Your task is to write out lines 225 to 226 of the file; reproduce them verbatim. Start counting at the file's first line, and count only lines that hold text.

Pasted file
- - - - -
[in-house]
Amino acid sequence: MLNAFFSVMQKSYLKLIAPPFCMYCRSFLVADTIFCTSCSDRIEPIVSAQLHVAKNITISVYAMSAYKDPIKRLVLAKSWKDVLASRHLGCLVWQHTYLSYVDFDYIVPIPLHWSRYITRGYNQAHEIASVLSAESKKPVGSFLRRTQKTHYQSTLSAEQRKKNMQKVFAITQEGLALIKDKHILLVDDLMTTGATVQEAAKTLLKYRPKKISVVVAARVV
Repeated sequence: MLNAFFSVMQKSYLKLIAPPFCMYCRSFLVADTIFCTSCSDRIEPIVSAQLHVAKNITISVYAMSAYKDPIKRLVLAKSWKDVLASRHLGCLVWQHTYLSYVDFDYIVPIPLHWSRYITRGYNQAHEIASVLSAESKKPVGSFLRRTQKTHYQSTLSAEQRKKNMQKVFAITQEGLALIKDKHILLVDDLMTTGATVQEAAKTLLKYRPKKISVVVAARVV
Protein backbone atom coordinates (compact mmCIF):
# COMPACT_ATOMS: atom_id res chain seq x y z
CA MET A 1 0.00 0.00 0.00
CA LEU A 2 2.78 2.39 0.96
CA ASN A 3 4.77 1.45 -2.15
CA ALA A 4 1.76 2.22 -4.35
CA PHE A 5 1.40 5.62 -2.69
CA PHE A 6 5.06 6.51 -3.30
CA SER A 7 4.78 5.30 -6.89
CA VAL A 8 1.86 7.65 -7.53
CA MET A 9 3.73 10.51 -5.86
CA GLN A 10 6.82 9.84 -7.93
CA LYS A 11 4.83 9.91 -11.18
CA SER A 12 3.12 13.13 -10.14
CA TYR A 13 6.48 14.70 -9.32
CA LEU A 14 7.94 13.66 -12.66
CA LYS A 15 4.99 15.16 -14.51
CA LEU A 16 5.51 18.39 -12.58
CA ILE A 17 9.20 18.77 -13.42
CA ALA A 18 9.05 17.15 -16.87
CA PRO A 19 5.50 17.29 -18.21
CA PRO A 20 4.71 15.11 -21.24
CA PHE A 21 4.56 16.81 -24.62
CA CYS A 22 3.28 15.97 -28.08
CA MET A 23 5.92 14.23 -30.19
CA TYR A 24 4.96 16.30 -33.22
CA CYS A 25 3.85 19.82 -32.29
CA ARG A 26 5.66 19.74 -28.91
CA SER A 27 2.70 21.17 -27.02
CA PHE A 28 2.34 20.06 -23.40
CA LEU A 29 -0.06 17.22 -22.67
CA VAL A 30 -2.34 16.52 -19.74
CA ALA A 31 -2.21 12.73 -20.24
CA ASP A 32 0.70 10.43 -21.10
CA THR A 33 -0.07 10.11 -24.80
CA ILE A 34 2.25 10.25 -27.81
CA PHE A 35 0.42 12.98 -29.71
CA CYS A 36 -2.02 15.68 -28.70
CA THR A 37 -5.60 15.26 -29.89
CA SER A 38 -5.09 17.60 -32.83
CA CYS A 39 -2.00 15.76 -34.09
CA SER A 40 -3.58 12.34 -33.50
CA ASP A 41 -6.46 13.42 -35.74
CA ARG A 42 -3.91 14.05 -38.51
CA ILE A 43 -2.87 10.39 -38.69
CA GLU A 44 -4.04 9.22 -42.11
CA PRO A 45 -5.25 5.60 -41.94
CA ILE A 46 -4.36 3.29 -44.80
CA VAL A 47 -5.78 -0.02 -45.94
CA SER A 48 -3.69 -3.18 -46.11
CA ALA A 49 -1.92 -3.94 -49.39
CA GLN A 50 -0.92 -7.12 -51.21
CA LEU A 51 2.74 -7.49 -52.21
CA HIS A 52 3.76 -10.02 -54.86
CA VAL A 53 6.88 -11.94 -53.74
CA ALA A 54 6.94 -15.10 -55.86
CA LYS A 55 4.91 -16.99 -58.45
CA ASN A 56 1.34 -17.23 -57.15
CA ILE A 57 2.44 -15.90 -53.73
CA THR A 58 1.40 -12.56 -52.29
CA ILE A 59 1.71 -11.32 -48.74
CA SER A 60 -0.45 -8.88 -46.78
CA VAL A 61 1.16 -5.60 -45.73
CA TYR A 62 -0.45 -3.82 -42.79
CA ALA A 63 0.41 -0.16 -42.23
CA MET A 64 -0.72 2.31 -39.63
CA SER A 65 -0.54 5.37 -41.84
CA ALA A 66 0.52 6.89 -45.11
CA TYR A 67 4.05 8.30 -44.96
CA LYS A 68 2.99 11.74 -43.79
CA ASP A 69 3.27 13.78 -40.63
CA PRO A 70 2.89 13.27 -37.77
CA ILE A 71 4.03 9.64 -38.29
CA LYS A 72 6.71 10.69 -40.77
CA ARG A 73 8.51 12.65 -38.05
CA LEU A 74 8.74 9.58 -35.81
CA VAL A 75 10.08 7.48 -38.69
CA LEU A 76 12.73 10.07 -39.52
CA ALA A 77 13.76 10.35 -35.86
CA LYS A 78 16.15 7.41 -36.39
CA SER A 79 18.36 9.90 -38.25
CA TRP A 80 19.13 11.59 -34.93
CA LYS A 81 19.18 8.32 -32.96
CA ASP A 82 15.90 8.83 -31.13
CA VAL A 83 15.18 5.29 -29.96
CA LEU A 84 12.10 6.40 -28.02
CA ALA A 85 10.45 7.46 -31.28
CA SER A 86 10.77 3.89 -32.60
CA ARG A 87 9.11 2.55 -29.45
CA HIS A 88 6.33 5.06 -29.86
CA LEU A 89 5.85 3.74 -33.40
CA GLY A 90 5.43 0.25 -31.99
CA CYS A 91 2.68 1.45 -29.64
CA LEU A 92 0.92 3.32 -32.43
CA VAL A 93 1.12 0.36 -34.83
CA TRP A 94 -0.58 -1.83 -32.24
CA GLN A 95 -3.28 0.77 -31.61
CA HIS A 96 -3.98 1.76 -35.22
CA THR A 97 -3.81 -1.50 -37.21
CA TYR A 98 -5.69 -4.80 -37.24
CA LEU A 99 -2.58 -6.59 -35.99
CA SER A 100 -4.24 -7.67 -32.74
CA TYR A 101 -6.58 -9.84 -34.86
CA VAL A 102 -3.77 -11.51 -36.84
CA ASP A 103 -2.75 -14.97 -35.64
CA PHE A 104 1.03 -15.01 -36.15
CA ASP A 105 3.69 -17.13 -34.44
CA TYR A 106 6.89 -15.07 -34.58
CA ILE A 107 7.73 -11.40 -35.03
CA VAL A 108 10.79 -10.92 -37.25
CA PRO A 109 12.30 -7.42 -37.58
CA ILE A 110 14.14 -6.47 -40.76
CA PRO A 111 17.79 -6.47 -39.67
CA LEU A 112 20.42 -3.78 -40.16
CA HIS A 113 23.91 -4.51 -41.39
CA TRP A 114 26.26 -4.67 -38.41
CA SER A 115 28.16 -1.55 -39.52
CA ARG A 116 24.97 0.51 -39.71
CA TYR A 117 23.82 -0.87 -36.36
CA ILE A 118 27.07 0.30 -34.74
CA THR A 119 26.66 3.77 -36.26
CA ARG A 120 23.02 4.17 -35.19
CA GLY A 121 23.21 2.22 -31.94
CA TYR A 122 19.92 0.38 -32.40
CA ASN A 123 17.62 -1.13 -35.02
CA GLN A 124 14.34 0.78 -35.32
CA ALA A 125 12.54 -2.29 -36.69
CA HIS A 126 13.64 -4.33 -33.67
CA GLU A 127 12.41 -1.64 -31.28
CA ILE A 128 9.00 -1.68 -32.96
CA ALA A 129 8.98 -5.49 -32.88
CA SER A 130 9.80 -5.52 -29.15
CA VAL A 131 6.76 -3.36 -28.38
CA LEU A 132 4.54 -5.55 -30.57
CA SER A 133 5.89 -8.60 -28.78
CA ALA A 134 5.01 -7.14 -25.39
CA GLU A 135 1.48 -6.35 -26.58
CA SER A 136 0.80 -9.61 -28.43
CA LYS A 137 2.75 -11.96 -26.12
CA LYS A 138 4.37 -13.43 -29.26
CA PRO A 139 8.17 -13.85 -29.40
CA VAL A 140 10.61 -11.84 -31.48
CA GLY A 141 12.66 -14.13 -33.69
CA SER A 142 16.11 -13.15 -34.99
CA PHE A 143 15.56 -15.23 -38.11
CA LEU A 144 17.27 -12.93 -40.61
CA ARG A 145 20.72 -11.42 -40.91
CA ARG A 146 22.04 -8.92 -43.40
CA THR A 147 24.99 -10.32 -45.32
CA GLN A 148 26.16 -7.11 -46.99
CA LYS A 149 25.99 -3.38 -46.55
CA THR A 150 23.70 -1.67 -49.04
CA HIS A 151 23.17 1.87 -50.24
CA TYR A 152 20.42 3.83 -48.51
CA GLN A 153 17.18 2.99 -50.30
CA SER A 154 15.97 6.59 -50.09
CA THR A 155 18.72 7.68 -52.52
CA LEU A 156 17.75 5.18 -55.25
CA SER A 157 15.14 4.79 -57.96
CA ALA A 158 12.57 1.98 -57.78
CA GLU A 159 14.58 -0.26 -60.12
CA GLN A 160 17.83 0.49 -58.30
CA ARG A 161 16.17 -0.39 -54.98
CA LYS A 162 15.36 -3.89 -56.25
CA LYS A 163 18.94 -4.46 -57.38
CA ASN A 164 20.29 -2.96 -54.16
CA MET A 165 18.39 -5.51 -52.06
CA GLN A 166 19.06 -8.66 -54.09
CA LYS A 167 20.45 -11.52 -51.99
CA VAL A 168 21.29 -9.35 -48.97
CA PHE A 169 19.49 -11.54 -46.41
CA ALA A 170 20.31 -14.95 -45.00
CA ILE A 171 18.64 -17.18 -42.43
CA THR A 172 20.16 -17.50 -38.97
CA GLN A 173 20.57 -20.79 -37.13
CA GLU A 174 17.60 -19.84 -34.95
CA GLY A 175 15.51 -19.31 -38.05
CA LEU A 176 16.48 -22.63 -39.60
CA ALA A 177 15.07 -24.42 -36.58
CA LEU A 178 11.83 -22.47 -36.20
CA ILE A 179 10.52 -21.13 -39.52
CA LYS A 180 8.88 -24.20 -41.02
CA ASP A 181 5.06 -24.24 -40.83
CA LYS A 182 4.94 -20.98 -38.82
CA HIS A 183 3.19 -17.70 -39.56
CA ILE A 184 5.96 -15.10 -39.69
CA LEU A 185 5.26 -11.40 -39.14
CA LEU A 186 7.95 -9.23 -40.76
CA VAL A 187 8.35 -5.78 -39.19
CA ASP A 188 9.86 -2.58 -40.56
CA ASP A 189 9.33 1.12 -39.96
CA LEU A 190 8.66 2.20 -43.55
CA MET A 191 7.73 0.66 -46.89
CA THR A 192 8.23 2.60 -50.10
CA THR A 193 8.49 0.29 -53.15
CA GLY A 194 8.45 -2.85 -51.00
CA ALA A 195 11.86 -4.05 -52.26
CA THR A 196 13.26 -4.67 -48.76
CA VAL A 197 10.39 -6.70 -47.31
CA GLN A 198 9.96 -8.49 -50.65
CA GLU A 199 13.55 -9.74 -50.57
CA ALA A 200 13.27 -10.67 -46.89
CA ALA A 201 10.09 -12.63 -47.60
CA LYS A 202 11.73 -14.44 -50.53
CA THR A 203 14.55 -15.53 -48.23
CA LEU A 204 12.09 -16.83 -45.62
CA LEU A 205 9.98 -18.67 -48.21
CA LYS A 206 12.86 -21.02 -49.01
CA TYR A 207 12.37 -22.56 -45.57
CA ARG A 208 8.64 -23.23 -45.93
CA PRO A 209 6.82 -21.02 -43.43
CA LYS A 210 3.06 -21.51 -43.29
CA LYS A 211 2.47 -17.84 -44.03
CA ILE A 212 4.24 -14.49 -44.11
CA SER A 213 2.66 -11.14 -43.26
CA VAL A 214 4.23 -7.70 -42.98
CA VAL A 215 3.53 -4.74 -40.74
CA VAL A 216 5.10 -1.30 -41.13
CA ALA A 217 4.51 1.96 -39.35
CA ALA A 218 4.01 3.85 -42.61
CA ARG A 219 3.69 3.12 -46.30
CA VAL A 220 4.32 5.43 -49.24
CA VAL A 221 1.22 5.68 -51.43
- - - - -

CA VAL A 220 4.32 5.43 -49.24
CA VAL A 221 1.22 5.68 -51.43